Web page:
Category: Undergrad

Visiting colleges can help high school students fine-tune the list of schools to which they’ll be applying.  College visits can also help with the final decision regarding which school to attend once students have been accepted.  These visits are often the first glimpse into college life.   It’s crucial to make the most of them, and there are a number of things to accomplish before, during, and after these trips.

When to Visit

We recommend going during a high school break that coincides with times your prospective schools are in session. For juniors, the upcoming Mid-Winter and Spring breaks may work.  Seniors who need additional input about a school, or who have not yet seen a college they’re considering, will want to go as soon as possible.  It’s much better to visit a campus when classes are in session, so you can get an accurate picture of what life is like there.

Before You Go

As soon as you know the dates of your visit, there are a number of things you’ll need to schedule.   A campus tour can give you a general sense of the school’s programs and the campus layout.  To get even more of a sense of what it would be like to attend a college, you’ll want to set up meetings with faculty or students in the departments and organizations that interest you.  Ask the admissions department to arrange for you to sit in on a class or two to allow you to really see what the learning environment can be like.  If admissions interviews are recommended or required by a school, try to set one up for while you’re there.  Finally, ask if prospective students are allowed to stay in a dorm overnight with a current undergraduate.  If so, this may be a great opportunity to meet students and to really experience campus life.

While You’re There

There are two main areas of focus: academic resources and lifestyle features. You’ll want to visit the libraries, computer labs, practice rooms, or whatever else you think could be integral to your academic and social experience.   Some of this can happen on your campus tour, and in the other activities you scheduled before arriving.  Don’t forget to check out the off campus sights and services to figure out if the school is in a location where you can see yourself living for four years.

After You’ve Left

Don’t forget to send thank you notes to anyone you want to remember you, such as admissions personnel or professors or even some of the students.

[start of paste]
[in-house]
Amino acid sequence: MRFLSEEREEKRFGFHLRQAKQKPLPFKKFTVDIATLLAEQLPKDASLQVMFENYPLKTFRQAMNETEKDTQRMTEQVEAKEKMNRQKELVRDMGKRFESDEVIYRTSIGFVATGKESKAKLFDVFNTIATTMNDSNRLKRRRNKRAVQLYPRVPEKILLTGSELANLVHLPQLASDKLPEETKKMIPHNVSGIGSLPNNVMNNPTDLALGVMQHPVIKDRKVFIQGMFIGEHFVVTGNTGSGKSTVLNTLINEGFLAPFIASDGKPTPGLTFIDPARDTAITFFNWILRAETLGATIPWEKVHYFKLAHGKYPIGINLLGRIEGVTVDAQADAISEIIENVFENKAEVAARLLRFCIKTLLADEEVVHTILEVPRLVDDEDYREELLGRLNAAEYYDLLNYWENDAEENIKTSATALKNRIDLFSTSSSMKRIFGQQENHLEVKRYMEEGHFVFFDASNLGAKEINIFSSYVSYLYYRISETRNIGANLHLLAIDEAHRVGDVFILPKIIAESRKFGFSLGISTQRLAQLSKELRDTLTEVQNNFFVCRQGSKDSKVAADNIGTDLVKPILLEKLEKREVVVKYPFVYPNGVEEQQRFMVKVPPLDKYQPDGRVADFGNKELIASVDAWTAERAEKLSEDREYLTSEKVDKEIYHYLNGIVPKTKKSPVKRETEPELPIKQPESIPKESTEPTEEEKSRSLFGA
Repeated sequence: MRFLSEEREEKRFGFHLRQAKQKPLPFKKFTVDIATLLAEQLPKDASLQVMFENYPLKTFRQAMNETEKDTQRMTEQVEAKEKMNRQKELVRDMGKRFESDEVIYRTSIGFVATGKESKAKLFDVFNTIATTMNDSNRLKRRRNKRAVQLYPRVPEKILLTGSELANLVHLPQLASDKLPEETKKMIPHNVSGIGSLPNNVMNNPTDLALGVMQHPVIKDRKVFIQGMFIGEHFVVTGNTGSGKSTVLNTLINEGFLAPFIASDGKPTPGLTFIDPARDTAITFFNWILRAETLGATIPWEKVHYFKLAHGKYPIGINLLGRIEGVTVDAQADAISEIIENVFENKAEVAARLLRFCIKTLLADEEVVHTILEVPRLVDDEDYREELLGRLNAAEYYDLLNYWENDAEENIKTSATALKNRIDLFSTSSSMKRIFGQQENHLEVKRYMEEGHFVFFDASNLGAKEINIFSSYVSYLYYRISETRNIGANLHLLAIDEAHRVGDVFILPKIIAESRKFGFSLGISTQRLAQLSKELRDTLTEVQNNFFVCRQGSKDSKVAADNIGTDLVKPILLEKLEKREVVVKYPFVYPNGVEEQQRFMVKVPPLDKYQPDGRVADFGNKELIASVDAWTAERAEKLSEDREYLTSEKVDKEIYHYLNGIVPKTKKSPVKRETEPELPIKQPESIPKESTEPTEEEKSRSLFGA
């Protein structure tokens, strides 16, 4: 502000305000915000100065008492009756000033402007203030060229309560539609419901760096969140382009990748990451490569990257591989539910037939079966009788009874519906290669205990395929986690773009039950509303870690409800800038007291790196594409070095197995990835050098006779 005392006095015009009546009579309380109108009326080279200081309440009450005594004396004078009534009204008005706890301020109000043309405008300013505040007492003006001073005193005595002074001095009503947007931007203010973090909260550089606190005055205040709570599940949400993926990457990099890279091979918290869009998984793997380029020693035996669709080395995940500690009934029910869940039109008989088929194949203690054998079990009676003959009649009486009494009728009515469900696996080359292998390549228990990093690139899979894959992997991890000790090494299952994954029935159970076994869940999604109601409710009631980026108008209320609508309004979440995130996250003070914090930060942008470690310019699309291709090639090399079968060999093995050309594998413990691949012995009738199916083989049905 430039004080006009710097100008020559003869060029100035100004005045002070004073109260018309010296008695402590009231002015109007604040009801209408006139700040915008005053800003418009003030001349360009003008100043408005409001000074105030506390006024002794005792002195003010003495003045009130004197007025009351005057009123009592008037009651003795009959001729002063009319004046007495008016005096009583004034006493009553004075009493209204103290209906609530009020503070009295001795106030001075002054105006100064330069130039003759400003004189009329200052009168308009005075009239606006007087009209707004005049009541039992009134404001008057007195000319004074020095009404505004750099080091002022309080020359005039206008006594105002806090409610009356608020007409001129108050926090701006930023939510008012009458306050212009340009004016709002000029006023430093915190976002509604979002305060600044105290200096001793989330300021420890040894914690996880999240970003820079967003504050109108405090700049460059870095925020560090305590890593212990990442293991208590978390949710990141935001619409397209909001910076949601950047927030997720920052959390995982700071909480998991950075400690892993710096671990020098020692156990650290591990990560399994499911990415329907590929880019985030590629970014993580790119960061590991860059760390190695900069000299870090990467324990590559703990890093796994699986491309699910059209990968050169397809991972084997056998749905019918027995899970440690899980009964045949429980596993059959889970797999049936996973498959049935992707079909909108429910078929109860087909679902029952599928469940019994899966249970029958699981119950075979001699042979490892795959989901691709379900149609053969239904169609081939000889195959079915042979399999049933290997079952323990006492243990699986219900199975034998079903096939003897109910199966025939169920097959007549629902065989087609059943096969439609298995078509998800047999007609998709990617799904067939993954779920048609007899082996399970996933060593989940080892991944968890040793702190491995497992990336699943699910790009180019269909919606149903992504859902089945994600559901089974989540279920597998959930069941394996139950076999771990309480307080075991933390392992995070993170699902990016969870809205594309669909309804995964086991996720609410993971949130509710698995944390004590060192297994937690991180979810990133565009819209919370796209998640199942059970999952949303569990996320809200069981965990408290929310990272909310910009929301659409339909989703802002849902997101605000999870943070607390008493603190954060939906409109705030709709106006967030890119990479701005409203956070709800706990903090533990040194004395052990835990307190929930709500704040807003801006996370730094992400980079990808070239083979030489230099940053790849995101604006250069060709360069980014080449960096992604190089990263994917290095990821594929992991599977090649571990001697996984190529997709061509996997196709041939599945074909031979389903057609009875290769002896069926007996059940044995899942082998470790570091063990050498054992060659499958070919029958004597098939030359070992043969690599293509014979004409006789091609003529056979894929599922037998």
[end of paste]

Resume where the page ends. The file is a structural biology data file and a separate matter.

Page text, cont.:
For more advice regarding college tours or other college admissions issues, contact Sandweiss Test Prep!

Graduation season has passed, and it’s time to think about college applications! Recent college admissions trends offer important information to students applying in the next few months…

The Importance of a High School Record.

According to the National Association for College Admission Counseling, your child’s high school record is the number-one most important factor in college admissions. Good grades, rigorous course loads, and challenging courses have a stronger influence on admissions decisions than class rank or even standardized test scores. Essentially, colleges want to see that you’ve taken the most challenging classes that your school has to offer, and that you received strong grades in these classes.

College Applications Increase.

Students are sending out more college applications than they used to, and so colleges and universities around the U.S. are getting more and more applications every year. In 2011, 29 percent of the pool of college applicants sent seven or more applications (up from 9 percent in 1990), and the average number of applications per student has increased since then. This increase in the average number of applications per student has resulted in a negative cycle: more applications lead to lower admission rates, which leads to more applications as students try to hedge their bets, and so on.

Acceptance Rates are Dropping.

The lowest recorded admission rate (5.07%, according to research from Ivy Wise) happened this year. The average overall admission rate is probably closer to 50% or more, and several Ivy League colleges are accepting a higher rate of applications for the class of 2018 than they did for last year’s class; however the difference is not great. Many Ivy League schools received a higher number of early decision applications. Since most schools accept a significantly higher percentage of early applicants over regular submission applicants, early decision is to your student’s advantage. Also, now that colleges are receiving so many (and not accepting) applications, it’s critical that students find a way to break through the noise.

Demonstrated Interest is Key.

Most selective schools are becoming even more selective in their admissions decisions. Colleges and universities nationwide are placing stronger emphasis on students’ demonstrated interest in attending their school. They track student visits and interviews, check to see if the student has contacted faculty or alumni, and analyze their supplemental essays to gauge how well the student knows the school (and therefore, the likelihood of enrolling). College admissions officers want to see that your student has done his or her homework on the school. They will almost always look at your child’s social media profiles, too, so remind your student to be careful!